Learn how to create unique, rustic pieces using old Redwood slabs from smaller chairs and tables to large-scale pieces like arbors and gazebos.
E-mail This Page to Your Friendsx
A link to %this page% was e-mailed
Reid Crosby was introduced to the art of wood working when he was in the army working in the "moral support activities" shops. After leaving the army he worked as a counselor for a wilderness program that dealt with troubled teens. This job led him to all corners of the globe where he had the chance to see craftsmen of various backgrounds working with wood. Today he creates unique, rustic pieces from smaller chairs and tables to large-scale pieces like arbors and gazebos.
Materials and Tools:
11' x 3-1/2' x 3" piece of wood*
leg system (which is a combination 1-1/2" x 1-1/2" heavy, walled square steel tubing)
3, 6" diameter round steel tubular legs
2 horizontal 1-1/2" solid steel rods
6" power planer
11' straight edge
water based clear coat finish
Allen head set screws
shop hoist with chains and straps
homemade chain saw mill
spray painting machine
*A river salvaged old growth Redwood root crown burl slab from the Eel River in Northern California was selected.
1. Make a scale model of the proposed project to check for symmetry and aesthetic and functional design issues.
2. Cut out a slab of redwood from a tree trunk using a horizontal band saw.
5. Round over the perimeter of the entire underside of the slab using air grinders and specialty sanders.
6. Decide the overall frame layout to later be recessed into the slab and leg placement. This takes into account all voids, knots and other unique things about this particular slab that may necessitate differing frame placement. This insures complete concealment of framework as viewed from above.
7. Cut steel tubular frame pieces and test fit on actual slab. Note: The random nature of the wood slab makes doing it any other way more difficult. Simultaneously, determining cross support placement.
8. Weld frame work and all sub-frame components, including leg mounting "studs" which are formed around a piece of smaller tube using torches, an anvil and vice grips. This operation is necessary due to the fact that pipe inside and outside diameters varies greatly and there are no tight fit pipes available in these diameters. Note: You could create this on a large metal lathe or build your own with this method.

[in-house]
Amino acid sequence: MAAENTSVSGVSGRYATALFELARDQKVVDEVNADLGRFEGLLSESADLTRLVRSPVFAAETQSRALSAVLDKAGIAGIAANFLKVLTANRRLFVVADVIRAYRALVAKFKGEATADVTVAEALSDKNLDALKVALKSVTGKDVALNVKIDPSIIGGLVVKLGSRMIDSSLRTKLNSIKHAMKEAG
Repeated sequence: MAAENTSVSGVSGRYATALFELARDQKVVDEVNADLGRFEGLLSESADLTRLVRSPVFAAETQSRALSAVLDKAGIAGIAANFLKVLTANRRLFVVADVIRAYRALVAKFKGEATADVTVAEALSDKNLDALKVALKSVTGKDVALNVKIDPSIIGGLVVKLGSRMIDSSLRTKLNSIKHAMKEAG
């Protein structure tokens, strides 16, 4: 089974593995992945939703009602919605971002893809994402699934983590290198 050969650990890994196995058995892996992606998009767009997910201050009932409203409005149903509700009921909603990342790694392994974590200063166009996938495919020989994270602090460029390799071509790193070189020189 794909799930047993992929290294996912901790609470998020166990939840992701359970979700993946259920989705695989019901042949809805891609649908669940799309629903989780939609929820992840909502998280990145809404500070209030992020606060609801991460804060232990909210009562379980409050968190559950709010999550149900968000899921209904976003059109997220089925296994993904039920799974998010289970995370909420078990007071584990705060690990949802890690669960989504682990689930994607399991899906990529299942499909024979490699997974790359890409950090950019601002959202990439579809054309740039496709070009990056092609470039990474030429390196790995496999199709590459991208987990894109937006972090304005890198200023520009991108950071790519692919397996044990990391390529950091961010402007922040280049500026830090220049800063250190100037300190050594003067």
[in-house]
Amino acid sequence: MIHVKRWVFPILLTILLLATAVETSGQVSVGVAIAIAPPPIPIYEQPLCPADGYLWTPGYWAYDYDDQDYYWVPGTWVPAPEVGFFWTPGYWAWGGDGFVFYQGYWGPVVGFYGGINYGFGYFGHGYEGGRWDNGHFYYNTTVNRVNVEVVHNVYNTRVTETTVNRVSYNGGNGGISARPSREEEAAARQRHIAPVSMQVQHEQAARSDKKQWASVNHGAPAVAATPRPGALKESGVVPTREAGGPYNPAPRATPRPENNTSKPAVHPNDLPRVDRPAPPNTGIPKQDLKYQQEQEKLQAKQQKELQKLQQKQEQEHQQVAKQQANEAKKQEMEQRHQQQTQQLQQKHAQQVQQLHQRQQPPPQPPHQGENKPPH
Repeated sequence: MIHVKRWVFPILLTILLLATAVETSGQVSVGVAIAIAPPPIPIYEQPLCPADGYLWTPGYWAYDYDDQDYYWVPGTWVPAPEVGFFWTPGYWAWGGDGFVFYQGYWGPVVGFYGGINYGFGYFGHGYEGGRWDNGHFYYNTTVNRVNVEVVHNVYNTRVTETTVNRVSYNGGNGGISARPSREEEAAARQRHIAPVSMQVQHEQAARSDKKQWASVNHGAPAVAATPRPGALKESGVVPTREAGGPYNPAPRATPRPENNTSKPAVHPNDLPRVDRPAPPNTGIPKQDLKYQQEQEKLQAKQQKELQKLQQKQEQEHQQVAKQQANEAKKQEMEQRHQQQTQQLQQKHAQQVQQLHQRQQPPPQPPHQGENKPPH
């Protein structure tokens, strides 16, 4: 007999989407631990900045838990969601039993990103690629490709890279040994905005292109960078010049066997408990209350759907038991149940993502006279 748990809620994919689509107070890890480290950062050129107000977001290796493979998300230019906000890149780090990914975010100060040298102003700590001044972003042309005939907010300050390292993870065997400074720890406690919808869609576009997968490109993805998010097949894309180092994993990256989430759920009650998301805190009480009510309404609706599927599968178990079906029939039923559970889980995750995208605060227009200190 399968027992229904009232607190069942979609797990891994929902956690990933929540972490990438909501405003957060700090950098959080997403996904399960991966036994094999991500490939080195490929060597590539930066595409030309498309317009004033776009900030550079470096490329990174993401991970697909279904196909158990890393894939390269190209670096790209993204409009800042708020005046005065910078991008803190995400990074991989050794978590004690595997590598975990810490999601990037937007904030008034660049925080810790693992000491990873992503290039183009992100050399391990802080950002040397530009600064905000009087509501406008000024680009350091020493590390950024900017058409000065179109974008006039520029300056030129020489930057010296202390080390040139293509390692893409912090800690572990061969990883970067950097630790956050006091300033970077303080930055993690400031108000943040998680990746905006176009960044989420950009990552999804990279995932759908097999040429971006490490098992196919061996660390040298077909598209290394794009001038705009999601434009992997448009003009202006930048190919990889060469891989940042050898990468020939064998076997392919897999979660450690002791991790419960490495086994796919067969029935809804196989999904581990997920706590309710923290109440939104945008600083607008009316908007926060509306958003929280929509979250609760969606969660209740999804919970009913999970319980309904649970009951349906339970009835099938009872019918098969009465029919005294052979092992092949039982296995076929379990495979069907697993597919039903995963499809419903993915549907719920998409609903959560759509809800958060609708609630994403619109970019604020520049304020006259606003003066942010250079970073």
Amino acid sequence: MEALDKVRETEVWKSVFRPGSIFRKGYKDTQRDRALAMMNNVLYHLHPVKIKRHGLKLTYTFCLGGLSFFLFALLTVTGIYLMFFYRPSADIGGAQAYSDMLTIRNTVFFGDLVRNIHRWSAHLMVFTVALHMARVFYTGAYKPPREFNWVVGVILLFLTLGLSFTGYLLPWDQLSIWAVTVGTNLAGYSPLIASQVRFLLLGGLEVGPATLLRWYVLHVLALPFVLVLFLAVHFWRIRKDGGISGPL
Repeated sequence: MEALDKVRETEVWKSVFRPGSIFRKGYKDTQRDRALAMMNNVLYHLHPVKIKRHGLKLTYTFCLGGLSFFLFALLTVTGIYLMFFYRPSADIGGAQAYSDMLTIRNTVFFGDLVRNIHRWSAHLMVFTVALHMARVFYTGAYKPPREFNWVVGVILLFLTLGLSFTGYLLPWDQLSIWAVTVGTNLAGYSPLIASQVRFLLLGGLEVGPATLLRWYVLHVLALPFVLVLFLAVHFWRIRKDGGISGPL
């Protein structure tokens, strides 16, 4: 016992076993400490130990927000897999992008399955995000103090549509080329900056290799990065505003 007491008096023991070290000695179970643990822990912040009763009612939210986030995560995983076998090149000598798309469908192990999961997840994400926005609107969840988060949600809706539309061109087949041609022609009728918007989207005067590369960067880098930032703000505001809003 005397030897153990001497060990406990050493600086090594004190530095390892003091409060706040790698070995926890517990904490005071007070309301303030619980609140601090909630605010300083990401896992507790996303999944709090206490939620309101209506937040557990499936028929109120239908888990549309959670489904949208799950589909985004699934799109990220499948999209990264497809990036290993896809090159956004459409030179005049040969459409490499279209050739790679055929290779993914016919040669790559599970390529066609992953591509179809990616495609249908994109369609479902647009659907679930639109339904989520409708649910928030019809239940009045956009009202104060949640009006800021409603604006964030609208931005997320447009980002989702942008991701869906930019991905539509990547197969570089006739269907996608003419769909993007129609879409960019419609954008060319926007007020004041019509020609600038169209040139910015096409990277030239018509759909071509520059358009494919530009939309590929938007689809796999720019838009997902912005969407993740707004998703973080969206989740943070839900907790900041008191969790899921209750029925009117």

9. Cut the large diameter pipe legs on a horizontal metal saw.
10. Plasma cut metal disk 6-inch diameter end caps and then weld end caps on the pipe legs on the floor side.
11. Drill 1-1/2-inch holes in the legs where the horizontal metal rods interconnect the legs.
12. Drill and tap the setscrew holes for the Allen head set screws, which hold the legs to the studs and the horizontal rods to the legs.
13. Lay the square steel tubular frame in place and trace the perimeter on the underside of the slab.
14. Score the bottom of the recess where the frame will rest with a circular saw, making multiple cuts.
15. Remove the scorings with a chisel.
16. Using a router and pattern bit, true up the frame recesses, and provide clearance for welds at the junctions.
17. Decide on density and placement of fasteners to hold the steel tube framework to the wood table.
18. Mark and drill the 25 to 30 holes in the frame using a magnetic drill. Tip: A magnetic drill is practical because of the number of holes and awkward size of the frame. Countersink these holes as well.
19. Drill the holes in the wood slab, which correspond with the metal framework holes. Then, install 25 to 30 brass inserts into the wood table.
20. Sand blast the framework's metal parts and paint.
21. Sand the underside.
22. Clear coat the underside.
23. Fasten the frame in place.
24. Roll the desk over.
25. Flatten the slab again.
26. Round over the edges.
27. Finish sanding the top.
28. Saturate the wood's surface with an epoxy product to harden the wood. Note: Redwood is soft.
29. Finish sanding the epoxy surface to flatten.
30. Clear coat the final top with multiple layers of finish.